03 March 2005

More than mere "fireworks"

Kirsch's comment on Cummings' "typographical fireworks" was not meant to be dismissive, but it came off a tad too glib for me.

For example, many people know this one:
"next to of course god america i
love you land of the pilgrims' and so forth oh
say can you see by the dawn's early my
country tis of centuries come and go
and are no more what of it we should worry
in every language even deafanddumb
thy sons acclaim your glorious name by gorry
by jingo by gee by gosh by gum
why talk of beauty what could be more beaut-
iful than these heroic happy dead
who rushed like lions to the roaring slaughter
they did not stop to think they died instead
then shall the voice of liberty be mute?"

He spoke. And drank rapidly a glass of water
But how many actually recognize that this is a sonnet?

UPDATE: Further thoughts...

Leaving aside the fact that Kirsch automatically elevates content over form, he did not mention the inherent value of making the effort to decipher Cummings' structures. Meaning seems to rush ahead, leaving the reader to trail along behind. But what's actually going on?

Cummings poem seamlessly embodies the predicament of a man torn by the hollowness of his own argument. At first, the reader is bombarded by the hasty speech of a man who is trying to communicate his thoughts as rapidly as possible. His continuous stream of patriotic slogans seems full of conviction because there are so many of them, and they are blurted without hesitation. But a closer reading reveals that for this precise reason the opposite is true. He divulges his own doubts by revealing too much, exposing himself as a defensive man spouting things he does not quite believe.

Cummings’ exceedingly clever employment of language, specifically clichés and colloquialisms, enables the speaker’s own words to contradict him. The myriads of trite, half-started platitudes demonstrate the scattered thoughts of a man scrambling for firm footing. But then something happens. An original thought slips in among the socio-political babble as he confesses, “we should worry / in every language even deafanddumb” (lines 5-6). This startlingly original idea surprises him so much that he trips in the very next line, causing him to exclaim “by gorry” rather than “by glory” (7). Truth is beginning to emerge in spite of himself. The harsh reality of death, which he attempts to hide, leaks out, forcing him to resort to colloquial euphemisms such as, “by jingo by gee by gosh by gum” to cover his confusion (8). When this fails him, he becomes outright defensive and protests, “why talk of beauty what could be more beaut- / iful than these heroic happy dead / who rushed like lions to the roaring slaughter” (9-11). The futility of that argument grows obvious as he falls apart, ultimately declaring, “they did not stop to think they died instead” (12). With supreme irony, he finally asks, “then shall the voice of liberty be mute?” (13). But how can liberty speak in the first place if those who were her champions are now dead?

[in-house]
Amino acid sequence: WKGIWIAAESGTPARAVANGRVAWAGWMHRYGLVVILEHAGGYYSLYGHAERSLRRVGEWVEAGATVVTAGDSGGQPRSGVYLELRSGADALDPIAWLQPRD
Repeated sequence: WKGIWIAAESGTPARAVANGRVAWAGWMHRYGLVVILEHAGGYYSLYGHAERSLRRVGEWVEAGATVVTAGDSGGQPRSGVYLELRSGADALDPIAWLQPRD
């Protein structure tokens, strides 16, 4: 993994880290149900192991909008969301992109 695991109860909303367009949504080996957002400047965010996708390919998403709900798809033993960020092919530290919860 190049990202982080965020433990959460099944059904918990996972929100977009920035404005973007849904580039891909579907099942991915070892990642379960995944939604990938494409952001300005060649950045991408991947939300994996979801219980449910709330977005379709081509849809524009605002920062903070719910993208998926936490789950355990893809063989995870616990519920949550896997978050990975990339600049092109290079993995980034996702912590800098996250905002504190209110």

This ties in well with Cummings’ choice of poetic structure. Although the poem appears to be mere free-verse rambling, a detailed look at each line reveals that the poem is actually a sonnet. But its existence is obscured by both Cummings’ consistent use of enjambment, and his employment of chaotic meter. In effect, this mirrors the way the persona of the poem confuses the truth of the issue he tackles. Both the speaker himself and the technique of the author exemplify the breathless, run-on quality of the piece. The use of enjambment ultimately ends with the displaced rhyme of the word “slaughter” (11). By ending the enjambment, a new clarity is brought to the work. And it is an honest reference to death that brings this about.

Cummings’ sonnet has an interesting rhyme scheme: ababcdcdefgfeg, rather than ababcdcdefefgg. The rhyme falters specifically at the aforementioned word “slaughter” (11). Why do both the enjambment and the rhyme fail at this line? Again, the brutal reality of death throws everything off balance--the tidy philosophy of the speaker as well as the graceful structure of the sonnet. Interestingly, the mistake is quickly remedied by the replacement of the “E” rhyme (“mute” in line 13) where the original “G” rhyme (“slaughter”) should have been. This underscores the relief the speaker feels at having finished his ordeal as he retreats to his much-desired “glass of water” (14).

I don't think that such a deft melding of form with content should be undervalued. If "the medium is the message," how good are we at understanding what we read and hear? How much better off would we be as a society if more people could make sense of the information thrown at them? Cummings' poetry is a marvelous end in itself (and how much poorer we would be without such beauty!)--but it also gives us excellent practice in learning to discern and process the meaning embedded in seemingly random words and information.

2 comments:

Treena said...

"they did not stop to think they died instead"

You're so right about the irony of this line. The speaker might have thought to use it as a defence of the patriotic ideal of dying for one's country. However, mindlessness is what echoes back. The action is voided of thought and reason. Plus, the lack of punctuation suggests that the true meaning of the line is this: being dead, they now *cannot* stop to think that instead of the glory they sought, all they have is death. In fact, I feel specially an eternity contained in that line. It straddles both present and future. On the threshold of death they did not stop to think; now, after death, they cannot.

Thanks for the exegesis. I told you about my relationship with poetry. It really helps me when you break it down like that. I enjoyed reading it and learned a lot.

amcorrea said...

Thanks, but wow--that was some pretty great commentary of your own. You know much more than you think you do!